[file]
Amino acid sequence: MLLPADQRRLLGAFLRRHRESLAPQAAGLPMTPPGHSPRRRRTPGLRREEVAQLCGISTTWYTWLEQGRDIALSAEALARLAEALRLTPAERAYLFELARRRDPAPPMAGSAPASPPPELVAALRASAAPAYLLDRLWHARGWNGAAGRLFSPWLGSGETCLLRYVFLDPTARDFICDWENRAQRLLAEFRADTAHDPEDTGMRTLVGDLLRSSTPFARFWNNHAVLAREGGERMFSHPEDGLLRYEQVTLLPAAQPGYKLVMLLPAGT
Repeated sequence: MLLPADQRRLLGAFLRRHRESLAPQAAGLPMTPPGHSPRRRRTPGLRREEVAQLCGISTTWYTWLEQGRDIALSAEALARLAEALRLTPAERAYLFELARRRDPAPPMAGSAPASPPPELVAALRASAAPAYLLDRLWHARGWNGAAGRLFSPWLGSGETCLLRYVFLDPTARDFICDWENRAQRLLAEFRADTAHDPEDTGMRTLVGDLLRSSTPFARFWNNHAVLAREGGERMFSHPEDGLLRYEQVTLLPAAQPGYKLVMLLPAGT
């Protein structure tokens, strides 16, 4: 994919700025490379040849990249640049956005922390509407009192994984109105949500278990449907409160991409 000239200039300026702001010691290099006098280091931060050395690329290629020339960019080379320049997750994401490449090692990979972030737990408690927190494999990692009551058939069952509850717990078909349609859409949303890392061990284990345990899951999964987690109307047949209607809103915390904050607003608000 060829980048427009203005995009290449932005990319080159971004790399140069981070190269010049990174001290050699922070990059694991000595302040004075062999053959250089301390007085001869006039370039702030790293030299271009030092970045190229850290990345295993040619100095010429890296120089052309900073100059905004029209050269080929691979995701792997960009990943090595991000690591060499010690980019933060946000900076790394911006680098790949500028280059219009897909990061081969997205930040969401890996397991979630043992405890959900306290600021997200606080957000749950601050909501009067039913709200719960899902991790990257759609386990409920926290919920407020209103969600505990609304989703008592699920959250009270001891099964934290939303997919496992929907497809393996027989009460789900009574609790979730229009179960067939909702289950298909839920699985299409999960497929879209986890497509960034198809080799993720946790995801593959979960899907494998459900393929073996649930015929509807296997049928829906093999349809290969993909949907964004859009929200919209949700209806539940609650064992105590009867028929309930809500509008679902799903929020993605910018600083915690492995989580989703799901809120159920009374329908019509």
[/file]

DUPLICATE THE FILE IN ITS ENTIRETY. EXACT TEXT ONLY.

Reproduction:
Amino acid sequence: MLLPADQRRLLGAFLRRHRESLAPQAAGLPMTPPGHSPRRRRTPGLRREEVAQLCGISTTWYTWLEQGRDIALSAEALARLAEALRLTPAERAYLFELARRRDPAPPMAGSAPASPPPELVAALRASAAPAYLLDRLWHARGWNGAAGRLFSPWLGSGETCLLRYVFLDPTARDFICDWENRAQRLLAEFRADTAHDPEDTGMRTLVGDLLRSSTPFARFWNNHAVLAREGGERMFSHPEDGLLRYEQVTLLPAAQPGYKLVMLLPAGT
Repeated sequence: MLLPADQRRLLGAFLRRHRESLAPQAAGLPMTPPGHSPRRRRTPGLRREEVAQLCGISTTWYTWLEQGRDIALSAEALARLAEALRLTPAERAYLFELARRRDPAPPMAGSAPASPPPELVAALRASAAPAYLLDRLWHARGWNGAAGRLFSPWLGSGETCLLRYVFLDPTARDFICDWENRAQRLLAEFRADTAHDPEDTGMRTLVGDLLRSSTPFARFWNNHAVLAREGGERMFSHPEDGLLRYEQVTLLPAAQPGYKLVMLLPAGT
């Protein structure tokens, strides 16, 4: 994919700025490379040849990249640049956005922390509407009192994984109105949500278990449907409160991409 000239200039300026702001010691290099006098280091931060050395690329290629020339960019080379320049997750994401490449090692990979972030737990408690927190494999990692009551058939069952509850717990078909349609859409949303890392061990284990345990899951999964987690109307047949209607809103915390904050607003608000 060829980048427009203005995009290449932005990319080159971004790399140069981070190269010049990174001290050699922070990059694991000595302040004075062999053959250089301390007085001869006039370039702030790293030299271009030092970045190229850290990345295993040619100095010429890296120089052309900073100059905004029209050269080929691979995701792997960009990943090595991000690591060499010690980019933060946000900076790394911006680098790949500028280059219009897909990061081969997205930040969401890996397991979630043992405890959900306290600021997200606080957000749950601050909501009067039913709200719960899902991790990257759609386990409920926290919920407020209103969600505990609304989703008592699920959250009270001891099964934290939303997919496992929907497809393996027989009460789900009574609790979730229009179960067939909702289950298909839920699985299409999960497929879209986890497509960034198809080799993720946790995801593959979960899907494998459900393929073996649930015929509807296997049928829906093999349809290969993909949907964004859009929200919209949700209806539940609650064992105590009867028929309930809500509008679902799903929020993605910018600083915690492995989580989703799901809120159920009374329908019509």